Third, Dr Jandacek's research group suggested blocking the enterohepatic recirculation of POPs as a possible intervention [59]. Dietary fibre, nonabsorbable lipids such as olestra or bile acid resins such as cholestyramine reportedly have the ability to absorb POPs in the bile and increase their excretion in faeces [22, 71-75]. With the exception of dietary fibre, however, other strategies (e.g. olestra and cholestyramine) can increase the risk of fat-soluble vitamin deficiencies [76, 77]. Although this potentially adverse effect can be offset by vitamin supplementation, their long-term use might not be desirable. Among the various dietary fibres, the binding effects of whole grains seemed to be the most effective because of their high content of lignins [72]. In contrast to common dietary fibres consisting of polysaccharides, lignins are relatively hydrophobic and aromatic organic polymers, which are important for binding lipophilic xenobiotics such as POPs [78]. However, a prerequisite for the successful enterohepatic recirculation intervention is the efficient excretion of bile to the intestine. If POPs cannot properly reach the small intestine for any reason, then the intervention at the site of enterohepatic recirculation might not be effective.

The dilemma is that POPs can directly impair bile secretion from hepatocytes [79] and induce cholestasis [80]. Therefore, although the elimination of POPs can be increased using some of the interventions described previously, the excessive burden of POPs on the liver still remains problematic. Actually, both obesity and rapid weight loss among obese people increase the risk of cholestasis and gallstone disease [81]. These contradictory findings might also be explained by the release of POPs from adipose tissue through obesity-related insulin resistance or weight loss. Importantly, in addition to POPs, a wide range of pharmacological drugs, especially highly lipophilic drugs, can induce cholestasis [82]. These complications should be taken into consideration when planning long-term pharmacological interventions.

Regarding health behaviours, time-restricted feeding combined with intermittent fasting, exercise and a diet enriched with whole grains and phytochemicals are important to increase the elimination of POPs. Avoiding POP-contaminated animal fat, including fish, is another important dietary habit that can reduce the amount of POPs that enter the body from the environment, especially when a substantial amount of POPs are already released from adipose tissue to the circulation. Interestingly, all these behaviours that decrease the body burden of POPs are very similar to well-accepted health-promoting behaviours. As they seem to be effective for weight loss as well, the health behaviours to decrease the body burden of POPs can be adopted as the healthiest method of weight loss for obese persons. One difference is that although fish is generally recommended as a healthy food as the best source of omega-3 fatty acids, it is also a significant source of POPs [83]. The recent contradictory epidemiological findings concerning the health effects of fish consumption can also be explained by the mixed effects of the beneficial nutrients and harmful chemicals contained in fish [84, 85].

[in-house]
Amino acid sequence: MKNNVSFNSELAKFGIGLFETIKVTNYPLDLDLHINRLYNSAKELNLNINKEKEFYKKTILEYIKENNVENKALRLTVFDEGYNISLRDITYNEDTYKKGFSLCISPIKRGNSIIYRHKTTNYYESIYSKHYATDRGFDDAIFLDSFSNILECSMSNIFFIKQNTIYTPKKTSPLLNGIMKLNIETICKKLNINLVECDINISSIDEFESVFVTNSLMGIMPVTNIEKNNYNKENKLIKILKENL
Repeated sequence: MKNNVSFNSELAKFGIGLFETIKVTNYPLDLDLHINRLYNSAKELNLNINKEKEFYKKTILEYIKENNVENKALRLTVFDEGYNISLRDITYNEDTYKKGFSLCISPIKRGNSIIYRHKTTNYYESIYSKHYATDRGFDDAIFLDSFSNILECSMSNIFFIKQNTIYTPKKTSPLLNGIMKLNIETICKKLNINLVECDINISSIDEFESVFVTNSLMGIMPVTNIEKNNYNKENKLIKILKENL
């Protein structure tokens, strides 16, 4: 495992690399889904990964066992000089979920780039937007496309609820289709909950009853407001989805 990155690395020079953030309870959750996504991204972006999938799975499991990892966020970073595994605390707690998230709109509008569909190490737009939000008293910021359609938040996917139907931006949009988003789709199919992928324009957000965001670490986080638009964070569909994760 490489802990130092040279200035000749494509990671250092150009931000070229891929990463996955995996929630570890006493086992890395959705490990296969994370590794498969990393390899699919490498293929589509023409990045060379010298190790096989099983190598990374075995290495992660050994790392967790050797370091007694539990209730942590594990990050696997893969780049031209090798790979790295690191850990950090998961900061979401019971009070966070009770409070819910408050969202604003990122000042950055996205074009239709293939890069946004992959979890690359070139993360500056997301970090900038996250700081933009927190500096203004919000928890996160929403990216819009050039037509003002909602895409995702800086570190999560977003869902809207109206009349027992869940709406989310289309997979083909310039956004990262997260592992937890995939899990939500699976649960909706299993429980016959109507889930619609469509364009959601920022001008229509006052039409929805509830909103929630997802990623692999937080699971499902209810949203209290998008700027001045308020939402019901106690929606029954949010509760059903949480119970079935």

Obesity-inducing effects of chemicals (obesogens)

The rise in global obesity rates over the last several decades has been substantial and widespread [86]. The aetiology of the obesity epidemic has been hotly debated [87], but the common belief is that changes in body weight and adiposity are the results of chronic positive energy balance, meaning that energy expenditure is less than energy intake. However, obesity-inducing effects of many EDCs have recently become an important piece of the obesity epidemic puzzle [88].

Exposure to obesogenic chemicals can predispose animals to accumulate more fat, and these effects can be transmitted to their descendants [89]. Obesogens typically act at low, environmentally relevant doses (often below the no-observed-adverse-effect level) during critical windows of prenatal or postnatal development to promote obesity later in life [89]. Different obesogenic compounds may have different mechanisms of action, some of which might affect the number and size of fat cells or the hormones that affect appetite, satiety, food preferences and energy metabolism [90].

In addition to compounds classified as POPs, several dozen EDCs have now been shown to cause weight gain [90]. For example, plasticizers and plastics, organophosphate pesticides, fungicides, flame retardants, and smoking and nicotine have all been linked to obesity in animals [90]. Certainly, however, this figure could be just the tip of the iceberg as there are close to 800 chemicals known or suspected to be capable of acting as EDCs [91]. Moreover, only a small portion of the more than 85,000 chemicals included in the US Toxic Substances Control Act inventory have been evaluated for potential EDC activity [92].